When you’re little, all you want is to grow up. To become an adult and be just like your mother/ father/ teacher, insert anyone over five feet here. But then you do grow up. Only to realize there are no adults in the world. All the tall people on the street are just scared and disoriented people who don’t have a clue about life and their purpose on earth, but act like they’ve got their shit together. They have. Otherwise, what would the kids think?
The thing is you need to be around for 30 years or more to figure out the trick. That you were conned. That there is no next level, and what’s worse, that your mom and dad are not the smartest, most wonderful people in the world. They have flaws, and it hurts so badly when you notice them at first. The feeling you get when it becomes crystal clear that the people who gave you life don’t know it all is heart-breaking and you never forget it. The teacher you adore because he always throws some funny facts around is only a startled boy who uses humour as a shield. The people in the banks, the doctors, the police officers are just like you – messed up and confused, dressed-up in their suits and uniforms for the sake of appearances. It’s all a charade and you feel trapped because you figured it all out, but can’t reveal it because it would break the order set in stone, wouldn’t it?
You begin to get the feeling that something is not quite as pictured when you’re a teenager, maybe earlier in some cases. You think you’re twisted and there must be something wrong with you. Clearly, if no one else talks about this, it must be a product of your imagination. Fitting in is so important at that age that you shove off your thoughts and think they’d pass. That you’ll be a grown-up soon and everything will feel just as it’s supposed to.
As you grow up, you start losing respect like a snake loses its skin. All the adults surrounding you are your former mates. Those who used to drink with you until morning and those with whom you devised your master cheating plan for the finals. How could you respect them as adults when you know what they used to do as kids? All of a sudden, you have no moral landmarks. No one to look up to. In horror, you discover that you are the standard now. The trouble is, you don’t feel that you’re ready. You feel like you’re suspended in time. But you keep going on, maybe there’s something more. A nudging feeling that something escapes you inexorably continues to bother you, but you’re a grown-up now, so irresponsibility is your second nature. You shove it off again, think it’ll pass. It doesn’t matter you already made that mistake years ago. Do you know anyone who learned from their mistakes, put everything in order, and went on to discover their true self? Chances are you don’t.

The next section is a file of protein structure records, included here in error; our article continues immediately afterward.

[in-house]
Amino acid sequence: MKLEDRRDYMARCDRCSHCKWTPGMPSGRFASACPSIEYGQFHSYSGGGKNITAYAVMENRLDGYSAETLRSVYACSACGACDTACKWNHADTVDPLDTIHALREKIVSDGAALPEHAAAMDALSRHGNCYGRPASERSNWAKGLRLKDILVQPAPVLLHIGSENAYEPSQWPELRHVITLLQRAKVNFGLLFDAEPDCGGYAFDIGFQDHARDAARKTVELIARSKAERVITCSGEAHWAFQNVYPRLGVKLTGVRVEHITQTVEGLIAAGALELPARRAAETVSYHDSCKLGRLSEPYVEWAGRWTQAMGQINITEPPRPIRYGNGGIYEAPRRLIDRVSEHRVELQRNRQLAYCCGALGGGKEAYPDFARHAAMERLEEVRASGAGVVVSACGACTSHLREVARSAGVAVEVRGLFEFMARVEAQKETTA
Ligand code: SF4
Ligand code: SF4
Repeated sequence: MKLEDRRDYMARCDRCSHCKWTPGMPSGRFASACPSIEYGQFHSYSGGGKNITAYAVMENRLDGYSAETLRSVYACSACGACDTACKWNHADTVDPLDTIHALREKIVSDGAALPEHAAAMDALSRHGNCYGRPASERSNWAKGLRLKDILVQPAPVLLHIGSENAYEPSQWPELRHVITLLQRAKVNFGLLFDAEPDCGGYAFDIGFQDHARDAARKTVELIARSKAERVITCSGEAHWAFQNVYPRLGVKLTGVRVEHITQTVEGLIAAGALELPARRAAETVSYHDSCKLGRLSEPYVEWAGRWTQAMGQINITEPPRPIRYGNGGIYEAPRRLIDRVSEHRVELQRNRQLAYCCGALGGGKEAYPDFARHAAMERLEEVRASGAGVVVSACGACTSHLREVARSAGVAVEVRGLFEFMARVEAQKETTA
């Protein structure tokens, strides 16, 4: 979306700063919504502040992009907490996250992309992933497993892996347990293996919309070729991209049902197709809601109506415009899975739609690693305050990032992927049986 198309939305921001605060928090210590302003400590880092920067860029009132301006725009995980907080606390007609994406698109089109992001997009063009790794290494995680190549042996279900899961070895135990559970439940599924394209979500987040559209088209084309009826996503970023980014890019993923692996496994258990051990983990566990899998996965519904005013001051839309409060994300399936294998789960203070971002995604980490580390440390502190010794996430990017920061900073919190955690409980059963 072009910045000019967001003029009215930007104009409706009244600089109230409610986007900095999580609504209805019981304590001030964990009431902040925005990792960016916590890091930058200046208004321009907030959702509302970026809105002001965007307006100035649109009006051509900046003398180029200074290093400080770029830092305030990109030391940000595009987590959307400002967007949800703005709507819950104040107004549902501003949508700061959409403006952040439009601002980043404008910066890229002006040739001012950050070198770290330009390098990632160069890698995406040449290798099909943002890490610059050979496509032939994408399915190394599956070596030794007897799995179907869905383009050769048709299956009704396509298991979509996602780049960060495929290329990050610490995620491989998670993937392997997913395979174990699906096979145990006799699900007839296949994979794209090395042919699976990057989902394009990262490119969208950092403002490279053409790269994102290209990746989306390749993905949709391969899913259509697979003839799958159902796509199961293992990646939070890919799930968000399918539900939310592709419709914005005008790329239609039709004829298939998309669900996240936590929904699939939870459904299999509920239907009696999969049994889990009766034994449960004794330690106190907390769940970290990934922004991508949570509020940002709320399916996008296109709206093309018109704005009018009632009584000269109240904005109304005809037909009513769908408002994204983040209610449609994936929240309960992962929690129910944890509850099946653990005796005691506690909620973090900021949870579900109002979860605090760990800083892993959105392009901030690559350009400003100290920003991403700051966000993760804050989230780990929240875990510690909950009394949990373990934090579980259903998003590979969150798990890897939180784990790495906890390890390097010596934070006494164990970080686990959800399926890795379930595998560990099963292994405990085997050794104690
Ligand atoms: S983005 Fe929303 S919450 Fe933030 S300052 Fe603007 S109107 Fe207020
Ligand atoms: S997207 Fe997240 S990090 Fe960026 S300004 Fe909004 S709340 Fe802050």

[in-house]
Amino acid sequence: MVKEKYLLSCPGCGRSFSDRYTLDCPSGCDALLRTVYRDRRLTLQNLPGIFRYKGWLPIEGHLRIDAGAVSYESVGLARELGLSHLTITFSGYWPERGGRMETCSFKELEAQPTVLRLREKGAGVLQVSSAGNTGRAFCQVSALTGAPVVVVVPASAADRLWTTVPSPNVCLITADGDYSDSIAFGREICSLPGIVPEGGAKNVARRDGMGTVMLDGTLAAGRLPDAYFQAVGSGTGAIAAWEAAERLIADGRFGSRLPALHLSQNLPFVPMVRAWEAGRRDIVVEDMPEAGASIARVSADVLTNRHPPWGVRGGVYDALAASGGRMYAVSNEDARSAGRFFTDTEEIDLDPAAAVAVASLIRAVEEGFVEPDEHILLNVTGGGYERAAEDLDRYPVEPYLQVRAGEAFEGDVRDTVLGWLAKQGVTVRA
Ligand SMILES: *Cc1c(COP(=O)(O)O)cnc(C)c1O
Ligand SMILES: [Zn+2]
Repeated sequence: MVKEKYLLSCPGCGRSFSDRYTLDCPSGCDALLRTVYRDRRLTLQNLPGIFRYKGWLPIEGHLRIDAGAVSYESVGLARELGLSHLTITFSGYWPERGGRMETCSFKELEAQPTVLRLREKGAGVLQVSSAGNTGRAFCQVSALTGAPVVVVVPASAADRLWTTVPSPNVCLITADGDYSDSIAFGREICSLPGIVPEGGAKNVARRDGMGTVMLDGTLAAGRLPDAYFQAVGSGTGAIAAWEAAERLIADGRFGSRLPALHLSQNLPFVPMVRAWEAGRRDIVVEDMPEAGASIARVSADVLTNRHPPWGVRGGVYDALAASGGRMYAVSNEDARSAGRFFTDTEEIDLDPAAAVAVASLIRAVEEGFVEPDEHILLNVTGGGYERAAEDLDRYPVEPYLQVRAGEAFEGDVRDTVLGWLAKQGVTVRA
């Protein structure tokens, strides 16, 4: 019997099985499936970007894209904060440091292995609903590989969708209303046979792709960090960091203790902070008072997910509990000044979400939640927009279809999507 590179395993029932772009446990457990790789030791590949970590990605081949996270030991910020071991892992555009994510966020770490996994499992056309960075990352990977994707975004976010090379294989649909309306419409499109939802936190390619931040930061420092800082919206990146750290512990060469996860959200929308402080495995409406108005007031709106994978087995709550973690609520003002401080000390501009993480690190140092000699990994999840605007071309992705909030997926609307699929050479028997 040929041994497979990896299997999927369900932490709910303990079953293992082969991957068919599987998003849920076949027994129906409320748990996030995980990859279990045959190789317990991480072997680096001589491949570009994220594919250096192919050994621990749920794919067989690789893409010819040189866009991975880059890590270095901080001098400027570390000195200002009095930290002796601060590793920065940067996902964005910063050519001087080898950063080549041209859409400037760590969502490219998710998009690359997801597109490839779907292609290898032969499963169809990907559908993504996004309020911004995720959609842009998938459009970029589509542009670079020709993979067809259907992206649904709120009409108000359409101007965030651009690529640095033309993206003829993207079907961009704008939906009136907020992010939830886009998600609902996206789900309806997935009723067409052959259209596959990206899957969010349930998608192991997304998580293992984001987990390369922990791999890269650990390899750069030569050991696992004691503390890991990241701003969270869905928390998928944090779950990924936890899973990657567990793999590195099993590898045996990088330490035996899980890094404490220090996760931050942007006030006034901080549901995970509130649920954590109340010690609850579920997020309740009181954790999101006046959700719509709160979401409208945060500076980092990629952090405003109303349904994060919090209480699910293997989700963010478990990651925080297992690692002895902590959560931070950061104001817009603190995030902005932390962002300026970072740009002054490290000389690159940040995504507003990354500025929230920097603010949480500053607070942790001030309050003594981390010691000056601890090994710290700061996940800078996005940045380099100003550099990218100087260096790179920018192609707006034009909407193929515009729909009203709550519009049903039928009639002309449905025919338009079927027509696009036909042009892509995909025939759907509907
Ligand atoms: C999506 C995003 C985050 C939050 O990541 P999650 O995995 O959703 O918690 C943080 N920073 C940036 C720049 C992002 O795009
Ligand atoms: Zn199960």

So you go on. Get a better job, build a career, have a kid or two. Buy all those things you don’t need, because that’s what you learned from your parents. The big house, the credits, the cars. The shiny grown-up toys you dreamed about when you were racing your toy car in your mother’s kitchen. Fail at your relationships like your parents did, all while feeling like you’re the only person in the fucking world to have those experiences. Your kids look up to you, they ask questions, and you use the same reassuring tone your parents tried with you, because what other choice is there? You can’t allow them to sense the fear, you’re scared you’ll damage them for life.
And you wait to grow up some more. You look in the mirror in the morning and see yourself the same person as always. Maybe you’ve got a couple of wrinkles, your hair may be half grey, but you think hey, there’s still time. You somehow get the feeling that life has yet to start. The feeling that you’re in rehearsals for that big show you imagined as a kid. Inside, you feel like you did when you were five, but you don’t panic, because someday you’ll grow up, it’s just a matter of time, isn’t it? It’s only when you grow old that you realise you actually missed it all in a perpetual wait that gets you near the end without getting any thrill from the race. And you start to panic, just the sort of fear you experienced when your parents left you alone for an hour when you were a kid. Because nothing ever changes. We all go through life with hypocritical masks glued on our faces. We waste all our time trying to thick all the correct boxes and failing miserably at it. We fill our days with so many meaningless tasks to forget that we know nothing. To cover insecurities, fear, and the terrible disillusionment that nothing is or feels like we expected when we were little kids lying on the grass with the face in the sun, eager to discover what life was all about.